Piñatas: 4 things you should know

Mexican Piñatas: 4 Things You Didn’t Know

What is a piñata?
A traditional Mexican piñata is a decorated container, it was typically made of a clay jar, but nowadays, it is often replaced by papier- mâché, cardboard or even balloons. Piñatas have a hollow cavity and are filled with candy, small toys, confetti, or fruit. The original and traditional piñata is star-shaped with seven or ten points, which have a religious meaning. The piñata is hanged from a rope and is repeatedly beaten by children, and sometimes adults, with a wooden stick, and a special song is repeatedly sung while each person takes their turn.

These days, piñatas in the form of cartoon characters and superheroes are an essential part of any Mexican child’s birthday party, but are also an integral part of the December holiday season, and we want to share with you four facts about them:

1.Piñatas are a Christmas Essential in Mexico

Piñatas are a colorful key element in Posadas, which are an annual tradition that runs during the holiday season in Mexico from December 16 to 24. During this traditional celebration, family, friends, and neighbors get together to represent Mary’s and Joseph’s journey to Bethlehem, there is also food, music, and of course, one or several piñatas.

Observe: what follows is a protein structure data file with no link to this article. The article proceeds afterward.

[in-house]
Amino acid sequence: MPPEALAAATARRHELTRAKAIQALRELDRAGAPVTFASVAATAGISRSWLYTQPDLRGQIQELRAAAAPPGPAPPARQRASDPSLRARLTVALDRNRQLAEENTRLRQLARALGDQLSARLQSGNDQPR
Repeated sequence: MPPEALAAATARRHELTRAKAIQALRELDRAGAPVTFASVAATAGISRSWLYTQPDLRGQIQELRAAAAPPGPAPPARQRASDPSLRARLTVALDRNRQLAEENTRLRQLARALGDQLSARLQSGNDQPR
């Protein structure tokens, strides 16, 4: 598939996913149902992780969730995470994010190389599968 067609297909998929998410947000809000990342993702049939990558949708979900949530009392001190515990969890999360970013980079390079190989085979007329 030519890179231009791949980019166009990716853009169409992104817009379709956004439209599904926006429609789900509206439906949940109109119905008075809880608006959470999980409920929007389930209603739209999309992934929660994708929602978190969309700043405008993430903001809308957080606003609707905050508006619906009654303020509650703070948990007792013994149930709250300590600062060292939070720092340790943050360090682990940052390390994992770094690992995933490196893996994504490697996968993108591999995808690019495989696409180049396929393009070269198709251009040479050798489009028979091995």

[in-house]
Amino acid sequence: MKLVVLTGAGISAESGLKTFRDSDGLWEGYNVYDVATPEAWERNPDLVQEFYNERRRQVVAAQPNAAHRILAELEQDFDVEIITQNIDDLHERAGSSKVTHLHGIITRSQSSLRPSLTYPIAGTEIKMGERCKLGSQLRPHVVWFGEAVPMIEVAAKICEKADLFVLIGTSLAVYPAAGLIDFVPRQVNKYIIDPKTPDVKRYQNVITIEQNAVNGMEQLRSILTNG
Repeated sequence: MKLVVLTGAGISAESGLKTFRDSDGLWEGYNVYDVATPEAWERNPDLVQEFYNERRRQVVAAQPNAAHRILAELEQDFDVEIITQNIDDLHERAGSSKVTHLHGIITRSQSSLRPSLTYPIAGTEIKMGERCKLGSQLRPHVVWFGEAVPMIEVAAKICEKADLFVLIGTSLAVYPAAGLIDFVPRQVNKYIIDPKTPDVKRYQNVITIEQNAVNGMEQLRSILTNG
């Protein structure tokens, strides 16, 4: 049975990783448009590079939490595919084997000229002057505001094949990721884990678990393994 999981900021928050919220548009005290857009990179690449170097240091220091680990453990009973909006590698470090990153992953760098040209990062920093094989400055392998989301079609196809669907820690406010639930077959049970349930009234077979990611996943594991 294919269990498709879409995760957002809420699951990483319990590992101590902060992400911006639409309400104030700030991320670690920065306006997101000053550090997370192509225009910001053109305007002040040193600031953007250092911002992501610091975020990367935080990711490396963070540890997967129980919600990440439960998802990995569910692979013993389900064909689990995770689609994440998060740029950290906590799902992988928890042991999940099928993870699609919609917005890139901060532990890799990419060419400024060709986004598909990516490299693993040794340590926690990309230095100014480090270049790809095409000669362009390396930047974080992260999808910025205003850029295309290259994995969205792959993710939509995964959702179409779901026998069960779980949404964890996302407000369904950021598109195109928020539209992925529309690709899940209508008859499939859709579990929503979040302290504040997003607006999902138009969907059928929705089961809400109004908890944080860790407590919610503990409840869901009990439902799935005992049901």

2.It is believed that its origin is in China

Piñatas have a rich history that spans many different countries and cultures.
Although piñatas are thought to have originated in China, where Marco Polo saw the celebration of the sowing season at the beginning of spring and brought the tradition back to Italy. The Chinese version of the piñata was typically in the form of a farm animal, and it was filled with seeds. Nowadays, it is strongly identified with Mexico, where the tradition can be traced back to the ancient Aztec culture

3.The Meaning of the Traditional Mexican Christmas Piñata

The traditional Christmas piñata is shaped like a seven-pointed star, or a ball with points. It has religious significance as each point represents one of the Seven Deadly Sins: pride, greed, lust, envy, gluttony, wrath, and sloth. There is also a ten-pointed piñata that symbolizes the sins that come from breaking the Ten Commandments. The bright colors represent temptation while the act of breaking the piñata with the eyes covered implies an act of faith, and the stick represents the will to overcome sin.

4. The Tradition is to Fill Piñatas with Seasonal Fruit

Although birthday piñatas are generally filled with modern candy and small
toys, Christmas piñatas contain fruit such as jicamas, pieces of sugar cane, guavas, tangerines, and tejocotes, and traditional Mexican candy. The sweets and fruits in the piñata’s inner clay pot stand for the pleasures that evil offers man to attract him to the underworld, once the piñata gets broken, the shower of candy and fruit represent divine rewards for having overcome the evil.

How to Make a Piñata at Home

You can also make your own piñata at home, here we give you an idea with this step-by-step video.